ROMs are used in situations where the data or instructions must be stored/ held permanently.  It is used to store vital data & programs, which need to be held in the Main memory all the time.

For example, they are used to store essential files especially those the computer uses while booting (starting) up.


Common uses of ROMs.


The main functions of the ROM are:


  • It stores Firmware (bootstrap programs) –i.e., the essential files the computer uses while booting (starting) up.
  • It stores the system data & instructions that are necessary for the normal functioning of the computer system hardware.

For example, it stores the Operating system program, which is necessary for the initial co-ordination of the hardware & the other OS programs.

  • It stores Control programs, used for the operation of the computer & peripheral devices.

For example, the BIOS is stored on ROM because the user cannot disrupt the information.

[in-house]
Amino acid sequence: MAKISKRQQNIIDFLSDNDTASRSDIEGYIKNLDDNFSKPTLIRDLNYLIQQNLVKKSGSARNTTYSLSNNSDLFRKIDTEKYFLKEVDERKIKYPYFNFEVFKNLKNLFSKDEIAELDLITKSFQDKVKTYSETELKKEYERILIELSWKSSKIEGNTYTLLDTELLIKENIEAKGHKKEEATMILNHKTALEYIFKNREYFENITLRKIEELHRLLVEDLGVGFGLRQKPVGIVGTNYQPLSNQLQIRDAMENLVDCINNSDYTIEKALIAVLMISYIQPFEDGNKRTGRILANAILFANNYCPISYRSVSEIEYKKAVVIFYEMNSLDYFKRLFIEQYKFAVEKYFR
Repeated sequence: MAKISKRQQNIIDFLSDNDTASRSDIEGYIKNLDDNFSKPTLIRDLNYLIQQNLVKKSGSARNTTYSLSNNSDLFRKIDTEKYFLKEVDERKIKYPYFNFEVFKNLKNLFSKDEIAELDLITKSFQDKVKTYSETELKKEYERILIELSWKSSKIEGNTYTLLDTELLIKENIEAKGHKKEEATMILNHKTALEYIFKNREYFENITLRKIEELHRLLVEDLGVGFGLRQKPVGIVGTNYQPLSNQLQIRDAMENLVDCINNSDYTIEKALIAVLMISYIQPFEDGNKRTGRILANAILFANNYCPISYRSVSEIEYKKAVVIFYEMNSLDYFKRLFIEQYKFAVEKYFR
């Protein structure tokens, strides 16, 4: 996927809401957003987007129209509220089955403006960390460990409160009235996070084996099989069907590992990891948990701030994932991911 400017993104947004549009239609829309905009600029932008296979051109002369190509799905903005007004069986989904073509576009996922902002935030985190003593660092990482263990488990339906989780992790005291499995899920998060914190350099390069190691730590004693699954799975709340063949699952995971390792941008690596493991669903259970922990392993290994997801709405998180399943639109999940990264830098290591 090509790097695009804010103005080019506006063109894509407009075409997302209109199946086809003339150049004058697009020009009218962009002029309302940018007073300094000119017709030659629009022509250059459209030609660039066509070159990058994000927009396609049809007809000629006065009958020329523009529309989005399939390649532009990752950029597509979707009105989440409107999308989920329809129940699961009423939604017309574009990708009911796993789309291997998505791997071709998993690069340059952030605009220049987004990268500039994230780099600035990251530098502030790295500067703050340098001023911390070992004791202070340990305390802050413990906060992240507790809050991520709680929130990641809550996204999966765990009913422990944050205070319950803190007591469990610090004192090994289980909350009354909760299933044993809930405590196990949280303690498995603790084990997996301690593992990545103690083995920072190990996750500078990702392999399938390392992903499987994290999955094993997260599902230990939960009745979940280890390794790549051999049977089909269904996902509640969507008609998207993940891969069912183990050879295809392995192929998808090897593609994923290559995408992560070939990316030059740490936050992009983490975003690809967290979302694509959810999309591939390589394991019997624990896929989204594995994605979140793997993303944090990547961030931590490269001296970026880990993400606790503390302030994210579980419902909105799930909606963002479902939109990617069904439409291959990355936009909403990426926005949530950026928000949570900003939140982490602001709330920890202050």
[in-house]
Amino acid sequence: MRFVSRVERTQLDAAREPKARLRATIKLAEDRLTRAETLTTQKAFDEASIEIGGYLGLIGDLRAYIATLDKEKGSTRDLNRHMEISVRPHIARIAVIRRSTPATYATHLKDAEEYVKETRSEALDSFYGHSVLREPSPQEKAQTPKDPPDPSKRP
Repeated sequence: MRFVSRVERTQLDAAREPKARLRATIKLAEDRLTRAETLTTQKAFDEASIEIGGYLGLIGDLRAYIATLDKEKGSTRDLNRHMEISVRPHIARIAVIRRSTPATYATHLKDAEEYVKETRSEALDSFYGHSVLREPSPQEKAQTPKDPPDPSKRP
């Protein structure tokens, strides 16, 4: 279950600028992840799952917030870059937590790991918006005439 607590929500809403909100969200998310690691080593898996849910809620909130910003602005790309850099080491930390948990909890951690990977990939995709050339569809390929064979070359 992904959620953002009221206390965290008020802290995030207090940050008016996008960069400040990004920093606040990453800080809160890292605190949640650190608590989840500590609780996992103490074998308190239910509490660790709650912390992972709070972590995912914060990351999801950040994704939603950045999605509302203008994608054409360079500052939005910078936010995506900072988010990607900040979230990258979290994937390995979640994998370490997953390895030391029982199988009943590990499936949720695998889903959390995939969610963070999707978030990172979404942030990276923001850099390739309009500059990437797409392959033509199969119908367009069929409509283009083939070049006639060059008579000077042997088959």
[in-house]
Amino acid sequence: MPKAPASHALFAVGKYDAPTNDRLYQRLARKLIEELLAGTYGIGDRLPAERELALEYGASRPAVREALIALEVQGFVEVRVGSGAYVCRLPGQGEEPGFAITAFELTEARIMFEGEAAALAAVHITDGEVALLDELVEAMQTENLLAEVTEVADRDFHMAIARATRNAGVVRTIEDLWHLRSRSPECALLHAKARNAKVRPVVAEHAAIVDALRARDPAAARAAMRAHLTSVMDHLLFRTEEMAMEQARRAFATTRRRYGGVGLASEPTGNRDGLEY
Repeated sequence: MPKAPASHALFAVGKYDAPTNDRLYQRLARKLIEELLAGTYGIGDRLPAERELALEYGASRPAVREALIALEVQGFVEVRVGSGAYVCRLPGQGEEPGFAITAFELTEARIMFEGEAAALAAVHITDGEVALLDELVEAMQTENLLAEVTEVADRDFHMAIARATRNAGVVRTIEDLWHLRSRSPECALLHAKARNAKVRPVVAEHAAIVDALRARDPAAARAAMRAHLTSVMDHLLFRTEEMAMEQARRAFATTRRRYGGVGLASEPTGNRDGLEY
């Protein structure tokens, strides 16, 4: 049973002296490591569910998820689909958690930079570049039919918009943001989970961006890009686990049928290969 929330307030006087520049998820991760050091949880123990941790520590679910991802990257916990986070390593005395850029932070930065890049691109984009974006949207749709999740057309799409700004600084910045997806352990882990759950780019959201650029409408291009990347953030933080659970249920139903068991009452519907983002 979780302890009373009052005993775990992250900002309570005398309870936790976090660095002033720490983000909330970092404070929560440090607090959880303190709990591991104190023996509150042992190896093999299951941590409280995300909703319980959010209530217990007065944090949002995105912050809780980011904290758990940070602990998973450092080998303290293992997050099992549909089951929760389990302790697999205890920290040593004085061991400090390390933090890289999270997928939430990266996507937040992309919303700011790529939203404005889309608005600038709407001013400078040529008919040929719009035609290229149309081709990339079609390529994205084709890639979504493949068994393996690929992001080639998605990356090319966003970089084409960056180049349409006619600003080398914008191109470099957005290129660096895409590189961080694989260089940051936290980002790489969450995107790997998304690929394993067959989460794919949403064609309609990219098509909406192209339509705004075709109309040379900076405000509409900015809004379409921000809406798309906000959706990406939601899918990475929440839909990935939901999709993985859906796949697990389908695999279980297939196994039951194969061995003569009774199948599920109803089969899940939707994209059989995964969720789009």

• It stores Translation programs (Code converters), used for converting a user’s program into Machine language.

E.g., TURBO PASCAL, which translates Pascal programs written by users.

  • It stores Special functions (facilities) peculiar to a given machine.
  • It stores Character generators for Printers and Video displays.
  • It stores ROM Lookup tables.





Types of ROM memories.


  1. Masked
  2. PROM (Programmable Read only memory).
  3. EPROM (Erasable Programmable Read only memory)


Masked ROM.


This is a ROM that can only be produced by the manufacturer.


The bit patterns corresponding to the desired contents of this memory must be supplied by the user in a standard format.  .



Programmable ROM (PROM).


This is a ROM that can be programmed or “customized” directly by the user using a special PROM programmer to suit the needs of a particular task.


Customizing is the process by which a standard product is adapted for use in a particular situation.